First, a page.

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Orthopedic diseases 2023

Dupuytren's Contracture: Symptoms, causes and treatment

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Dupuytren's Contracture: Symptoms, causes and treatment
Dupuytren's Contracture: Symptoms, causes and treatment

Dupuytren's contracture is an alteration that occurs in the palm of the hand that causes one finger to always be more bent than the others. This disease mainly affects men, from the age of 40 and the most affected fingers are the ring and pinky. Its treatment is done through physical therapy, but in some cases surgery may be necessary.

This contracture is benign but can cause discomfort and make the affected person's daily life difficult, causing pain and difficulty in fully opening the hand. In this case, small nodules of fibrosis are formed that can be felt when pressing the region of the palm of the hand. As they enlarge, Dupuytren's nodes develop small cords that stretch causing contracture.

Causes of Dupuytren's Contracture

This disease can be hereditary, autoimmune, can appear due to a rheumatic process or even due to the side effect of some medication, such as Gadernal. It is usually caused by the repetitive motion of closing the hand and fingers, especially when vibration is involved. People who have diabetes, smoke and consume alcohol in excess seem to have an easier time developing these nodules.

Symptoms of Dupuytren's Contracture

Symptoms of Dupuytren's Contracture are:

  • Nodules on the palm, which progress and form 'ropes' in the affected area;
  • Difficulty opening affected fingers;
  • Difficulty placing the hand properly open on a flat surface, such as a table, for example.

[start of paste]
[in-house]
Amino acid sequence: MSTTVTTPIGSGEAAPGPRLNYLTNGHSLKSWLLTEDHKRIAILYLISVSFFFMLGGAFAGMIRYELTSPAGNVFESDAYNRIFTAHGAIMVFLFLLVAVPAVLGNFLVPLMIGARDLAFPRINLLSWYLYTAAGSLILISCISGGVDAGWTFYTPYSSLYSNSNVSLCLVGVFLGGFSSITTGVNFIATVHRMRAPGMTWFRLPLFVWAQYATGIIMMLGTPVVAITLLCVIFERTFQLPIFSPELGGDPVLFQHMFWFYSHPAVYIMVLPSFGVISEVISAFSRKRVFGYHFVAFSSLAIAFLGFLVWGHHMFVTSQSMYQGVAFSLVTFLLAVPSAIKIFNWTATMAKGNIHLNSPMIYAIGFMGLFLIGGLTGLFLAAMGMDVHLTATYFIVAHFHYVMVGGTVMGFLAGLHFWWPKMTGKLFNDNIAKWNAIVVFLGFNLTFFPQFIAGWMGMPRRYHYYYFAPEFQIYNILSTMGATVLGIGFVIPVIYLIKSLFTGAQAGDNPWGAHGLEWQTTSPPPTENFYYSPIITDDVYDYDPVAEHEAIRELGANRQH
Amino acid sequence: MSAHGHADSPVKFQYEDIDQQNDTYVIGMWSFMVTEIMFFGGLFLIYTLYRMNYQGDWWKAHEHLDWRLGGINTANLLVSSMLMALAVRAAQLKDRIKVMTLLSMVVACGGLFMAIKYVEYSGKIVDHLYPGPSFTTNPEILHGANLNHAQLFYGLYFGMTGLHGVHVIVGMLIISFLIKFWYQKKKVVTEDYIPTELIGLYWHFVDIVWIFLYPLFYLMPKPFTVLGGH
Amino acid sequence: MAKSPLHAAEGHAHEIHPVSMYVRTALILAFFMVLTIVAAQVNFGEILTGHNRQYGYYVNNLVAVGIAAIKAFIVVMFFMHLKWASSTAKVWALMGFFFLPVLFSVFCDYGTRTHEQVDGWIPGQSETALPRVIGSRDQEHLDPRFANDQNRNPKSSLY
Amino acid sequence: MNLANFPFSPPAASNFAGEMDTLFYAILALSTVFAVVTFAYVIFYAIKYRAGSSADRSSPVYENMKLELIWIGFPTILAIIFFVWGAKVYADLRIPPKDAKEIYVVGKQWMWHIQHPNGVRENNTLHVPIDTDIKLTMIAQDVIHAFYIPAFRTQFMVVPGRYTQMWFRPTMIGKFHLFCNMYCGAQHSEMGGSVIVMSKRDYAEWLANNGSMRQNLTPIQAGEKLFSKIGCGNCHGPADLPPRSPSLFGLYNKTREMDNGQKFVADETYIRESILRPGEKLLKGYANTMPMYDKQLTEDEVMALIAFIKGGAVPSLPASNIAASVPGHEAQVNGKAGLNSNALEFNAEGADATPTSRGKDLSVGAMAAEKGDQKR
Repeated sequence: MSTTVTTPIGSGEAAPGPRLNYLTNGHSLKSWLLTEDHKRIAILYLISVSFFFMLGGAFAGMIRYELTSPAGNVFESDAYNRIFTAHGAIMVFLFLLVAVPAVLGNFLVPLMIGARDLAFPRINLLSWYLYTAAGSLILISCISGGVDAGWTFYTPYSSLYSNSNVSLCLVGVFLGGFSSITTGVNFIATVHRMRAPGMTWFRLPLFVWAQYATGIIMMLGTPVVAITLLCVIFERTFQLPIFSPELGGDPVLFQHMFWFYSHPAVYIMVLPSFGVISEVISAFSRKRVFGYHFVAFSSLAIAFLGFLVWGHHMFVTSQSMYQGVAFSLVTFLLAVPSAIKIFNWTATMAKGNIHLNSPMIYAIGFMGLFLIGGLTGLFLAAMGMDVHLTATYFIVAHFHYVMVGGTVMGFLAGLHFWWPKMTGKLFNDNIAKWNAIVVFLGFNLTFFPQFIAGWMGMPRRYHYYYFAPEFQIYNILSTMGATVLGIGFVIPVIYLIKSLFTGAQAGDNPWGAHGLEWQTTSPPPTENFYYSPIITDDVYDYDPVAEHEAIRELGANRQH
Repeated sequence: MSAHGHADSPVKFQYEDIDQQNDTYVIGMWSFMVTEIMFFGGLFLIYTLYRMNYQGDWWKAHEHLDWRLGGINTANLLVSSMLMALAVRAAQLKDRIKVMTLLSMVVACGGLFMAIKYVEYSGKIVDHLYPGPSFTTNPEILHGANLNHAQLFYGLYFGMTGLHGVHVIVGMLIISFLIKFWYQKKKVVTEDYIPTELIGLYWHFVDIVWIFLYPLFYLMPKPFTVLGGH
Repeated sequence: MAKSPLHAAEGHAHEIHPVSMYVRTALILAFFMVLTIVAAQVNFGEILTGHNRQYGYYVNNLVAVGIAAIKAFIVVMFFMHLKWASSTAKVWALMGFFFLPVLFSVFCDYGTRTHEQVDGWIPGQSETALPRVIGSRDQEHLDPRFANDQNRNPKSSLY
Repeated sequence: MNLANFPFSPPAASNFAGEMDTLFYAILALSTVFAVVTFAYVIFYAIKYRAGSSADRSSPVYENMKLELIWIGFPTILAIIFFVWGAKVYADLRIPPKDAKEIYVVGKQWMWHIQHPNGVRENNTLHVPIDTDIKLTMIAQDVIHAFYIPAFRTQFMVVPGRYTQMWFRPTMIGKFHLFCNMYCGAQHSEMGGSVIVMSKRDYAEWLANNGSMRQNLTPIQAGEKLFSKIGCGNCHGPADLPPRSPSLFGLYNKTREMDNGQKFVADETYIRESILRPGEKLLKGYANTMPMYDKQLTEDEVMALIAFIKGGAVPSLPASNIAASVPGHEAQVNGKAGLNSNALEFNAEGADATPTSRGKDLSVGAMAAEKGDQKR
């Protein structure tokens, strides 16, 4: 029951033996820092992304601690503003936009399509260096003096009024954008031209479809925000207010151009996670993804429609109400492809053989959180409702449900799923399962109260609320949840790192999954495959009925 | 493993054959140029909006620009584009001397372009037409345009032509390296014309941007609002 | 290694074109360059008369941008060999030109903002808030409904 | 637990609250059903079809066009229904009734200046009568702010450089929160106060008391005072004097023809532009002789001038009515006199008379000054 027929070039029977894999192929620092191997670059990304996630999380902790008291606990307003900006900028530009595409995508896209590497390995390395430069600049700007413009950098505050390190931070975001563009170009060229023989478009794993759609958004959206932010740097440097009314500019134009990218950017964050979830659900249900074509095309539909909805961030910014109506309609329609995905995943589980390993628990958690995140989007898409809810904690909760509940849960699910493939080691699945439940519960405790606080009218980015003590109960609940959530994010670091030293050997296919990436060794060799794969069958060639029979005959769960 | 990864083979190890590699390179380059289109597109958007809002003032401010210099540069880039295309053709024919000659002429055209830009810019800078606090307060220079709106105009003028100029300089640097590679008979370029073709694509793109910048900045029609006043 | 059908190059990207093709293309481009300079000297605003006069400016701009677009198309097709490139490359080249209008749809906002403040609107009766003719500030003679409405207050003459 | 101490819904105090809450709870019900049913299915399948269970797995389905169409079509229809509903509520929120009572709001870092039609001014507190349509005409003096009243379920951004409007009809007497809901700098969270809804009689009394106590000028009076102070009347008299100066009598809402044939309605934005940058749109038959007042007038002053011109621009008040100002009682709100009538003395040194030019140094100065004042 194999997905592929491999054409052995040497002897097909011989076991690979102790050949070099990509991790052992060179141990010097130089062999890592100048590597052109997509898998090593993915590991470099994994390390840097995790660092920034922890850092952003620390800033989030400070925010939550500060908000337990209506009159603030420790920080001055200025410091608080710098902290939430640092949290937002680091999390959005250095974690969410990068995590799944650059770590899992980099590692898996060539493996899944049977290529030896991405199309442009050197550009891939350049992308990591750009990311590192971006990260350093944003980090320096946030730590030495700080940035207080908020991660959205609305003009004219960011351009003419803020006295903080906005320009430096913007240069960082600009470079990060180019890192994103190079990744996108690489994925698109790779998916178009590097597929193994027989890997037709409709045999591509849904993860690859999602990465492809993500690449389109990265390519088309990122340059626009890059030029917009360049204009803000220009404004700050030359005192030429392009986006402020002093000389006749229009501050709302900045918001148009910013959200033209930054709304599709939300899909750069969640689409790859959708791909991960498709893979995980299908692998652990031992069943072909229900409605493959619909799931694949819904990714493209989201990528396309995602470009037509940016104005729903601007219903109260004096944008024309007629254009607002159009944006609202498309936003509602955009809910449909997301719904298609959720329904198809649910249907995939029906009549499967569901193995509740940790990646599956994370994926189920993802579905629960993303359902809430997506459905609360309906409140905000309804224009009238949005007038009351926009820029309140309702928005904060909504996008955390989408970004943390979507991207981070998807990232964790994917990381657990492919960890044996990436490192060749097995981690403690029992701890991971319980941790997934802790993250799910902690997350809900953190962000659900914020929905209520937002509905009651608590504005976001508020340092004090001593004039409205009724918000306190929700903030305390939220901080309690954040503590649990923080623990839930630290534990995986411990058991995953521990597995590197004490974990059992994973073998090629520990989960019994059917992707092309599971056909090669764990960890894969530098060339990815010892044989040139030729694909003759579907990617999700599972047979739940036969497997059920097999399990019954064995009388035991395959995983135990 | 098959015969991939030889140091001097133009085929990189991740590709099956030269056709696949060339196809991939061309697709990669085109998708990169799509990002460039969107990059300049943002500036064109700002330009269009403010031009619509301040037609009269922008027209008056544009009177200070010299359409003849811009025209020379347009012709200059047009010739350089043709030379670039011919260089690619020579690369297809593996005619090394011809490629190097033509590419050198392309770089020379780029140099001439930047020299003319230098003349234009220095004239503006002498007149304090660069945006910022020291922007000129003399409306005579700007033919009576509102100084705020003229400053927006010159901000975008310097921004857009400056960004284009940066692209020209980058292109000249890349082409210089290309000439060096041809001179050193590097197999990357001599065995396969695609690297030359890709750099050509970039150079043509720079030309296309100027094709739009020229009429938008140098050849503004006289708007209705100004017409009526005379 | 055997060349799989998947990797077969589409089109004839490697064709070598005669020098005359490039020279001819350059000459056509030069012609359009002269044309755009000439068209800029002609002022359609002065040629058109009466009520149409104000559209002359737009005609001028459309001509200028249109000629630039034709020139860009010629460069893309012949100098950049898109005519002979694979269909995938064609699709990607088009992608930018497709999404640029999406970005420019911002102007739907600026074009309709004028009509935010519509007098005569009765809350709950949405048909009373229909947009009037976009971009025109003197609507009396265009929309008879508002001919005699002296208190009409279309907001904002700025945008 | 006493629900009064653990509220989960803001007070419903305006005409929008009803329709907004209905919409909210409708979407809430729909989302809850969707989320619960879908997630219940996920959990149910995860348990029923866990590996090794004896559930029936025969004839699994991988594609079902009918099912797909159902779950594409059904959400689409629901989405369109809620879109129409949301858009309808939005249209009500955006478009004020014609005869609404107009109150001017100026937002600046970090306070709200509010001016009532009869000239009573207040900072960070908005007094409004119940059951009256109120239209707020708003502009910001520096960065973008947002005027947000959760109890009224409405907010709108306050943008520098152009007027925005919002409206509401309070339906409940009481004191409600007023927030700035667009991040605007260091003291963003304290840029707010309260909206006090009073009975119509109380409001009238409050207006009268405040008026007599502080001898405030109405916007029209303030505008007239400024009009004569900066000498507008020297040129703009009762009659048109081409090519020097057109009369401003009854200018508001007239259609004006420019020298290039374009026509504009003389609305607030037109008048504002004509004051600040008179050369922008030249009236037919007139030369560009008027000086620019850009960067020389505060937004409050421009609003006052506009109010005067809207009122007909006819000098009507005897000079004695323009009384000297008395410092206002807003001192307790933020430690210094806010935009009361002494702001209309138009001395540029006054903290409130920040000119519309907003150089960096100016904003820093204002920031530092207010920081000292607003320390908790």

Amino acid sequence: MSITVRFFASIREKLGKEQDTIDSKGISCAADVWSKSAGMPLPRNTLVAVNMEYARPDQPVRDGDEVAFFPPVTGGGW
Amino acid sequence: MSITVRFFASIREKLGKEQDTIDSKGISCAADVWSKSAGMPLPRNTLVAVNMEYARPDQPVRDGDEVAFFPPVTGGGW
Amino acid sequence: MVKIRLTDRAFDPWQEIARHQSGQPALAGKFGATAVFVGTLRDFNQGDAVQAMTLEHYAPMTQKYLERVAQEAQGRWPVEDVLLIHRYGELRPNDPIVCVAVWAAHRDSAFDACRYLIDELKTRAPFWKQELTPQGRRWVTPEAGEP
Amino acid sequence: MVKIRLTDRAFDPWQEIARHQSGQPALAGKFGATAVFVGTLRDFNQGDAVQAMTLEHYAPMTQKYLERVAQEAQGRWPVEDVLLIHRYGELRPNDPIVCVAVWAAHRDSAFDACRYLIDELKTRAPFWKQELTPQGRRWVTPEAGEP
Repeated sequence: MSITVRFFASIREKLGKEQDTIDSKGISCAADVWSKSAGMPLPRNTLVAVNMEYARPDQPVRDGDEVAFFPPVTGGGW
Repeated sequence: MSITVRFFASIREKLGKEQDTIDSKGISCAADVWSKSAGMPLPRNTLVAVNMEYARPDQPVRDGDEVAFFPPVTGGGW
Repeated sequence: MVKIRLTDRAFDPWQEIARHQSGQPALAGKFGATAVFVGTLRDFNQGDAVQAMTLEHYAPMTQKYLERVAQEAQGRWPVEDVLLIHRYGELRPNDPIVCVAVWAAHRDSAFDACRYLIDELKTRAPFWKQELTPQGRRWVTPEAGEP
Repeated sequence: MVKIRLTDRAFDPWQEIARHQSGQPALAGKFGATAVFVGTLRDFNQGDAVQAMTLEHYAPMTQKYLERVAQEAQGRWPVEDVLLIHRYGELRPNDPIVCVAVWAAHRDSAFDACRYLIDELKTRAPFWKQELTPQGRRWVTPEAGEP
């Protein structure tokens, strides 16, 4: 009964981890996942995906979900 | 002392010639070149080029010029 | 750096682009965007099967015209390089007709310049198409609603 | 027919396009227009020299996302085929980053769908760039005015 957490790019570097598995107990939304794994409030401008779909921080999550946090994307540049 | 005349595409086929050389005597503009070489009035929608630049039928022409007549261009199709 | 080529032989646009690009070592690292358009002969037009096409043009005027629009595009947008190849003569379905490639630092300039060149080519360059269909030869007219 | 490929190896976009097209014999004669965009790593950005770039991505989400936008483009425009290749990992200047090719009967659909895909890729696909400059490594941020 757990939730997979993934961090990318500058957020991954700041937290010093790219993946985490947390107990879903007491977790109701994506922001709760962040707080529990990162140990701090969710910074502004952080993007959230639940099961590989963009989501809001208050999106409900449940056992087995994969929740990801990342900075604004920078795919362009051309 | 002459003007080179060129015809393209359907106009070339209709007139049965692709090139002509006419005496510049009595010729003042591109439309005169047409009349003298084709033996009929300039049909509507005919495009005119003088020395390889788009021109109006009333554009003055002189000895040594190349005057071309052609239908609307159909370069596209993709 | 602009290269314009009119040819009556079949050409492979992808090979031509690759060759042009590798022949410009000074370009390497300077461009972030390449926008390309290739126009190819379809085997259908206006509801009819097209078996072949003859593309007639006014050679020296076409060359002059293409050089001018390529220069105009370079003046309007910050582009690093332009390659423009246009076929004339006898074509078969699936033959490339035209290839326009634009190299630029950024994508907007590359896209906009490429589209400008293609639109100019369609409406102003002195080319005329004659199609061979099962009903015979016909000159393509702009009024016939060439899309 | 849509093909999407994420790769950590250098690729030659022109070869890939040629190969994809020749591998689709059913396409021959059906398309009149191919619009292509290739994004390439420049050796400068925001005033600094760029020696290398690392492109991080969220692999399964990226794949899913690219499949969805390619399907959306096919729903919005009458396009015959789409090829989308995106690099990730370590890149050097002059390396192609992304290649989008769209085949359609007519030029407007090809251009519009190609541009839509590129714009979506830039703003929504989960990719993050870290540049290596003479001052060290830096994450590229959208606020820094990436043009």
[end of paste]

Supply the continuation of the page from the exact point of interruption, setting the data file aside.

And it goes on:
The diagnosis is made by the general practitioner or orthopedist, even without the need for specific exams. Most of the time the disease progresses very slowly, and in almost half of the cases both hands are affected at the same time.

How to treat Dupuytren's contracture

The treatment can be done with:

1. Physiotherapy

Treatment for Dupuytren's contracture is performed with physical therapy, where anti-inflammatory resources such as laser or ultrasound can be used, for example. In addition, joint mobilization and the breakdown of type III collagen deposits in the fascia are a fundamental part of the treatment, either through massage or with the use of devices, such as the hook, using a technique called crocheting. Manual therapy is capable of bringing pain relief and greater tissue malleability, bringing greater comfort to the patient, improving their quality of life.

2. Surgery

Surgery is particularly indicated when the contracture is greater than 30º in the fingers and greater than 15º in the palm of the hand, or when the nodules cause pain. In some cases, surgery does not cure the disease, because it can recur years later. There is a 70% chance of the disease returning when one of the following factors is present: male gender, onset of disease before age 50, having both hands affected, having 1st degree relatives from northern Europe, and having affected fingers as well. However, even so, surgery is still indicated because it can bring relief from symptoms for a long time.

After the surgery, physiotherapy is required again, and a splint is usually used to keep the fingers extended for 4 months, which should be removed only for personal hygiene and to perform physiotherapy. After this period, the doctor can re-evaluate, and reduce the use of this immobilization splint to use only during sleep, for another 4 months.

3. Collagenase injection

Another, less common form of treatment is the application of an enzyme called collagenase, derived from the bacterium Clostridium histolyticum, directly on the affected fascia, which also achieves good results.

Avoid closing the hand and fingers too many times a day is a recommendation to be followed, if necessary, a stop at work or change of sector is recommended, if this is one of the causes of the appearance or worsening of the deformity.

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